[Arm-netbook] [review] SoC proposal
gordan at bobich.net
Thu Feb 9 16:56:39 GMT 2012
lkcl luke wrote:
> On Thu, Feb 9, 2012 at 3:13 PM, Gordan Bobic <gordan at bobich.net> wrote:
>> lkcl luke wrote:
>>> On Thu, Feb 9, 2012 at 11:41 AM, Gordan Bobic <gordan at bobich.net> wrote:
>>>> lkcl luke wrote:
>>>>> On Thu, Feb 9, 2012 at 7:41 AM, Vladimir Pantelic <vladoman at gmail.com> wrote:
>>>>>>> we evaluated the possibility of coping with 1080p30 video decode, and
>>>>>>> worked out that after one of the cores has been forced to deal with
>>>>>>> CABAC decode all on its own, the cores could then carry out the
>>>>>>> remaining parts of 1080p30 decode in parallel, at about 1ghz, quantity
>>>>>> I would not recommend fully loading the cpu while decoding video, HD
>>>>>> video is becoming a commodity and people might soon use it as an "animated"
>>>>>> wallpaper while doing other CPU intensive stuff
>>>>> last year the target speed was 1.5ghz, 4 cores. this time we
>>>>> envisage 8 cores at over 1.2ghz, and the cores can be made to support
>>>>> VLIW which can result in 3x the effective clock-rate. so i don't
>>>>> think that CPU horsepower is something to worry about. the only thing
>>>>> that's of concern is to not put too _much_ horsepower down so that it
>>>>> goes beyond the gate-count budget.
>>>> I think you need to look at this from the practical standpoint.
>>>> 1) Is there GCC support for this SoC's instruction set,
>>>> including VLIW,
>>> don't know. tensilica have a proprietary "pre-processor" compiler
>>> that turns c and c++ into VLIW-capable c and c++.
>> That sounds like another one of those hare-brained solutions like the
>> JZ4760. If it's going to be mainstream, it needs to be done cleanly,
>> i.e. a proper GCC back-end - preferably one that delivers decent
>> performance unlike the current vectorization efforts.
>>> what is SSE?
>> Sorry, s/SSE/SIMD/
> ahh. yes i believe so.
I rather doubt that - last time I checked vectorization didn't product
meaningful gains even on x86/SSE. I'd like to think that things have
improved recently, but I'd do some testing before believing it.
>>>> How many man-hours will that take before it is
>>>> sufficiently tested and stable for an actual product that the end
>>>> consumers can use?
>>> don't know. tensilica have proprietary software libraries for audio
>>> and video CODECs already (obviously)
>> Proprietary as in closed-source?
> yyyep. good enough for commercial mass-volume purposes though.
So much for FOSS...
>>>> Look at the rate of progress Linaro is making, and they have a
>>>> multi-million $ budget to pay people to push things along, and an OSS
>>>> community that already has ARM well boot-strapped and supported.
>>> yes. that just adds to the cost of the CPUs, which is unacceptable.
>>> i'd like to apply a leeetle bit more intelligence to the task, namely
>>> for example to add instruction extensions that will help optimise 3D,
>>> and to say... find out how much effort it would take to port llvm and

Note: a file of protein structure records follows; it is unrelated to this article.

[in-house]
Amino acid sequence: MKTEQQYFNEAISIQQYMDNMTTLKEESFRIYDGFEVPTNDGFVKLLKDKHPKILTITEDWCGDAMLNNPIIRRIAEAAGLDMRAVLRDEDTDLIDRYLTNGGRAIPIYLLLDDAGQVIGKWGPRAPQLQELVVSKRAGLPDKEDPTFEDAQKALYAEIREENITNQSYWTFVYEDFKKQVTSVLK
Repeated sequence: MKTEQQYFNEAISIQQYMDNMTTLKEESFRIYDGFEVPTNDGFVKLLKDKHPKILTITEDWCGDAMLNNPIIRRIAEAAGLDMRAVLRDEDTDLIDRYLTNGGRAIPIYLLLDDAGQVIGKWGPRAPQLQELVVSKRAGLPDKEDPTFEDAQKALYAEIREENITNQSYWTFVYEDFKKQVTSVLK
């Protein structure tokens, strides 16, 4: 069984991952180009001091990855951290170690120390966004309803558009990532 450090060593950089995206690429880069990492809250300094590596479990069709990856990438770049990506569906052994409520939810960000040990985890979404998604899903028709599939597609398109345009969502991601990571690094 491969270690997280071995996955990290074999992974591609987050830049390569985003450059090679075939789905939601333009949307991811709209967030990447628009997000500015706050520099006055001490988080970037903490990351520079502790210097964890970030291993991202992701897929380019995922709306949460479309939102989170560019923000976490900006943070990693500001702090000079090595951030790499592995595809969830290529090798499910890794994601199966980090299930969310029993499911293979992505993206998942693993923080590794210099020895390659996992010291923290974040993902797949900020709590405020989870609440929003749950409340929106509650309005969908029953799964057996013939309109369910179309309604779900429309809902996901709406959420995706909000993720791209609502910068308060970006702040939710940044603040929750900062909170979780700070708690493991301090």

>>> to evaluate whether gallium3d on llvmpipe would be "good enough" if
>>> optimised to use the 3D-accelerating instructions etc. etc.
>> Don't put too much stock in that yet. Writing a good optimizing compiler
>> that produces beneficial SIMD/VLIW binary code is _hard_.
> well, tensilica seem to have done a decent job.
With their own proprietary compiler or have they contributed a
half-decent GCC back-end?
>> So hard that
>> only Intel have so far managed to do a decent job of SIMD (SSE).
> add tensilica to the list [proprietary compiler of course... *sigh*].
That explains it. Good luck with building the kernel and glibc with that...
>> See the difference between AMD and Nvidia GPUs, for example. Radeon has
>> always had much, much higher theoretical throughput, but has always
>> lagged behind GeForce in practice. Unified shaders are generic so even a
>> relatively crap compiler can do something sensible.
> i still don't fully grok what the heck shaders are all about. so i
> have no idea if optimising instruction sets to help _will_ help!
> *wandering aimlessly*....
It's basically a processor. A tiny processor that can do math
operations. Unified shaders means that any shader can do any math
operation. Non-unified shaders means that some shaders can do some math
operations, while other shaders can do other operations, but not both.
All shaders, unified or otherwise, can run simultaneously.
AMD GPUs have non-unified shaders, but more of them. If you can break
your code up so that it maps onto those shaders with their capabilities
well, you have more shaders that can do the calculations at the same
time. This is sufficiently hard that AMD haven't managed to produce a
compiler that makes their hardware work anywhere near the limit of it's
potential in most cases. One exception is bitcoin mining, where AMD's
GPUs are much faster than Nvidia's.
Nvidia GPUs have unified shaders. Any shader can do anything, so your
compiler can be relatively primitive - it doesn't have to look at the
code to identify independently executable operations and paths, map them
onto the shaders available, and produce the results with maximum
The problem here is that typical code does one operation on a large
array of data, which means that if your compiler is crap, it'll only use
the shaders that do that operation in that pass, while the shaders not
capable of that operation will sit idle.
From what I understand, VLIW is kind of similar to what the Radeons do
because it allows you to fire off independent instructions to saturate
different "engines" (shaders in GPU terms) of the CPU simultaneously.
The downside is that you need a damn good compiler to leverage it - and
GCC isn't it.
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